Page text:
You work hard in high school, graduate top of your class in college, go on to graduate medical school, spend the longs hours and dedication needed to finish your residency, and finally after thousands of hours of studying, hundreds of tests and years of hard work – you are a doctor.  You start your own practice. You made it professionally. Personally, things are a bit different. You are facing a divorce. What does that mean for the medical practice you’ve worked so hard to establish?

Doctors may face unique issues during a divorce. Long term marriages may have seen years of what is considered relatively ‘average’ income (medical school and residency), followed by a dramatic or steady increase in salary (or a combination of both). It is no secret that self-employed doctors are usually not a typical W-2 employee. So what does this mean in the context of a divorce? What happens to the medical practice when the couple divorces?

Equitable distribution in New Jersey does not automatically mean half or 50% of a marital asset. Equitable distribution is not a simple mechanical division of assets accumulated and/or created during a marriage. The word ‘equitable’ itself implies the weighing of many considerations and circumstances that are presented in and unique to each case.  A judge would not be fulfilling his/her judicial obligation if he/she routinely or mechanically divided assets from a marriage equally.
In a long term marriage, personal assets are usually divided equally.  Businesses, including medical practices are a different story. Why? One argument may be that the spouse working in the business created the value of the business through his/her talent and hard work. Because of this unequal division of labor, perhaps there should be an unequal division of value. Other considerations may need to be made regarding the tax consequences of dividing the value of a business. Often times accounting experts are helpful in not only determining the value of a business (based upon different forensic valuation methods) but also cash flow and the consideration of perks that are paid by the business.   Every circumstance must be considered independently and in light of all the factors involved.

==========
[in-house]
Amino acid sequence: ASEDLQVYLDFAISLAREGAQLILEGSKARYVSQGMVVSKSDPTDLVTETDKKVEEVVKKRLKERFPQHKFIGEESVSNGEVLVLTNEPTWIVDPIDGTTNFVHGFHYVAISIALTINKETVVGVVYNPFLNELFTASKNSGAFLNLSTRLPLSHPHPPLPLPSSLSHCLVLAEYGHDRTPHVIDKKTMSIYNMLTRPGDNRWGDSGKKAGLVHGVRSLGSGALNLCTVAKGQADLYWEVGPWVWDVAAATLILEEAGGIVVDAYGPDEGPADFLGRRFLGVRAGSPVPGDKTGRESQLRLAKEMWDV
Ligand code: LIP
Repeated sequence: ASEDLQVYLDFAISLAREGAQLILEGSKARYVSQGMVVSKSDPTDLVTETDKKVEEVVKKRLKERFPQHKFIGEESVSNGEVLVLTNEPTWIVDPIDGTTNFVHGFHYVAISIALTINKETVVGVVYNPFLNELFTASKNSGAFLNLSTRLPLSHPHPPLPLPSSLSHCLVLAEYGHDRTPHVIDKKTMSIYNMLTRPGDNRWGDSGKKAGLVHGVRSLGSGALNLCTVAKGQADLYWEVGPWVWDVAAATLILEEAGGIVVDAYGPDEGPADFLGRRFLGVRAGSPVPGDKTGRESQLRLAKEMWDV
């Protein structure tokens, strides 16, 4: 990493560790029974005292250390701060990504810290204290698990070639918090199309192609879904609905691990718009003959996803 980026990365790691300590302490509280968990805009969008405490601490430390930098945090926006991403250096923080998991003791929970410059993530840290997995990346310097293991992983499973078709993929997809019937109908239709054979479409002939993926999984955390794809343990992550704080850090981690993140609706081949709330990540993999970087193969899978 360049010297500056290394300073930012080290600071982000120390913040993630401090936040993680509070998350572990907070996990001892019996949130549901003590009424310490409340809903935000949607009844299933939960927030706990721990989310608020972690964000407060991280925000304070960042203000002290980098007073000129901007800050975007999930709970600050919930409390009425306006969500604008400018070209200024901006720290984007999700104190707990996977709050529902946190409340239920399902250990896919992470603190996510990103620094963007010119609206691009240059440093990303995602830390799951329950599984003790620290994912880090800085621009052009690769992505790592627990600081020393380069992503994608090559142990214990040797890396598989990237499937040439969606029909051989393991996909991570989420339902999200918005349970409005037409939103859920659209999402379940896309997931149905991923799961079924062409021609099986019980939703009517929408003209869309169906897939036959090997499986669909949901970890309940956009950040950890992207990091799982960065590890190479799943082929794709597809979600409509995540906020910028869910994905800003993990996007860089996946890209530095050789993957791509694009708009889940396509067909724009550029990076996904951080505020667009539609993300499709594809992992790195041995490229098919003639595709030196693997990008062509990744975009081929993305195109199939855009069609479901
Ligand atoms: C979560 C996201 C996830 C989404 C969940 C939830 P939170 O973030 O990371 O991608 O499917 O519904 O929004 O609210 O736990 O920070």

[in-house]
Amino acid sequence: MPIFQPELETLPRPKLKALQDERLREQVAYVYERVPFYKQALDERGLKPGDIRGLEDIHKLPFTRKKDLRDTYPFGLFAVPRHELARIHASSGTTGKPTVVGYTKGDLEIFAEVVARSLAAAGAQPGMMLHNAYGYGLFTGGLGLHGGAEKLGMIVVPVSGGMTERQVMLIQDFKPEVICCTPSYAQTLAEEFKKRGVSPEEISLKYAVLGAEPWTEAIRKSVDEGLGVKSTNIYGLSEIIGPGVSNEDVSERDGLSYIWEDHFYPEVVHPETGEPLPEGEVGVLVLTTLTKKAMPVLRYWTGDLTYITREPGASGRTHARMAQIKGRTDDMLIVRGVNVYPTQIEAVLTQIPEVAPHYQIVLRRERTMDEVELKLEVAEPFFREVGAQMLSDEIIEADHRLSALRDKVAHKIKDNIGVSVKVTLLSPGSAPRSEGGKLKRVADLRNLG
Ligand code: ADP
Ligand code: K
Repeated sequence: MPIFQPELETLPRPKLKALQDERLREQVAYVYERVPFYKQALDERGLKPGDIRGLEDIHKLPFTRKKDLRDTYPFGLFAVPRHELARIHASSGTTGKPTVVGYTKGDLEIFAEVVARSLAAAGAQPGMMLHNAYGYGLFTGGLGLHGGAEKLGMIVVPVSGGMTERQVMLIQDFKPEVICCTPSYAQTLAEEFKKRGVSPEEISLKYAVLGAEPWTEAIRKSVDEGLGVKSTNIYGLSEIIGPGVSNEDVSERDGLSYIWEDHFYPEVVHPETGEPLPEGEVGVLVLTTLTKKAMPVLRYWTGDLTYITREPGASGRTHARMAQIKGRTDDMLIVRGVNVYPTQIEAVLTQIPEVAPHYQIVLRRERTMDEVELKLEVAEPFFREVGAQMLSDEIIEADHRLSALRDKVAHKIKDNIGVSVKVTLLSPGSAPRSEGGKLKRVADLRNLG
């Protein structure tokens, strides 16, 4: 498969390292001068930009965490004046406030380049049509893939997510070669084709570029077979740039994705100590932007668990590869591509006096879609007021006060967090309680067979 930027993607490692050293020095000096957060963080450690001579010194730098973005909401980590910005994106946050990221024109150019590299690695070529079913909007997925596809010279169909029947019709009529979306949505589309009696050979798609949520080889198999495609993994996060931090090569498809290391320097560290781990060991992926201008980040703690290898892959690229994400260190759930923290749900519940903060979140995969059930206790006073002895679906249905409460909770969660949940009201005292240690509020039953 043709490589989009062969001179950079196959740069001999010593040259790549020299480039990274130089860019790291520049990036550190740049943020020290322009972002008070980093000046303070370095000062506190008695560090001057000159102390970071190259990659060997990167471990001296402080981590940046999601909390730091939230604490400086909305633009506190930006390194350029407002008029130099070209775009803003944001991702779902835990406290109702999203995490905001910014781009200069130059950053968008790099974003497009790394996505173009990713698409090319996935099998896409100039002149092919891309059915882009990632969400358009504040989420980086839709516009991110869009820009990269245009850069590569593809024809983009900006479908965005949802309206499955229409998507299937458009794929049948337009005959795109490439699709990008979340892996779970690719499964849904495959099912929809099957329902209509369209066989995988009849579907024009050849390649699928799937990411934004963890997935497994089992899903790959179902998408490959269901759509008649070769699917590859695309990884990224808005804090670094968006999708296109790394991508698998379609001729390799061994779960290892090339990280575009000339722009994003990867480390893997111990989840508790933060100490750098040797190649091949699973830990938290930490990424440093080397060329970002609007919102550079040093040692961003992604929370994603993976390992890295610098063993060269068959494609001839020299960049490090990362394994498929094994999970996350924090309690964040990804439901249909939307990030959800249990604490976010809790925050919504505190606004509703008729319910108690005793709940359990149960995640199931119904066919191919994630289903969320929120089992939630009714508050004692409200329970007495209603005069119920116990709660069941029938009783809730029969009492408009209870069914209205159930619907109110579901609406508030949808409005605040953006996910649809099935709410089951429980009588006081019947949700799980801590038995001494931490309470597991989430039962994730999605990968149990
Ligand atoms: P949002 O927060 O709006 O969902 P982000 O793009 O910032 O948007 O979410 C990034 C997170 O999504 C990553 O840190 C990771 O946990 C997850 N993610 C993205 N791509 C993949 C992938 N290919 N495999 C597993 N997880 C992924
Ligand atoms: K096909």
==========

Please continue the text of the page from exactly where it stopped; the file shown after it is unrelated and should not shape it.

The matter of Steneken v. Steneken, 367 N.J. Super. 427 (App. Div. 2004), the Appellate Court addressed a situation of “double-dipping” regarding the husband’s support obligation and the equitable distribution of a closely held business. The Court in that matter considered whether it was impermissible “double counting” to use the actual income of a closely held corporation for alimony purposes, but a lower, “normalized” income amount when valuing the corporation for equitable distribution purposes. It held that in determining the income for a closely held corporation for purposes of awarding alimony, there is no requirement that a court use the same method of calculating income that is used to determine the value of the corporation for equitable distribution purposes. The interplay between an alimony award and equitable distribution is subject to an overarching concept of fairness.

Take for example the business of a single medical practitioner. If a court were to award the doctor’s spouse half the value of the medical practice plus an award of alimony based upon the same value used for the business – that could be considered double dipping. The court would have to take into account many considerations, including but not limited to the length of marriage, income from the business, income of the parties, age of the parties, ability of each party to work and contribute to their own support, contributions from each spouse to the business, and a multitude of others.  Each case must be assessed on its merits and the specific facts it presents.

Dividing a closely held business or a medical practice can present its challenges. It is important to get the right professionals involved early on so that an appropriate legal strategy can be developed and implemented.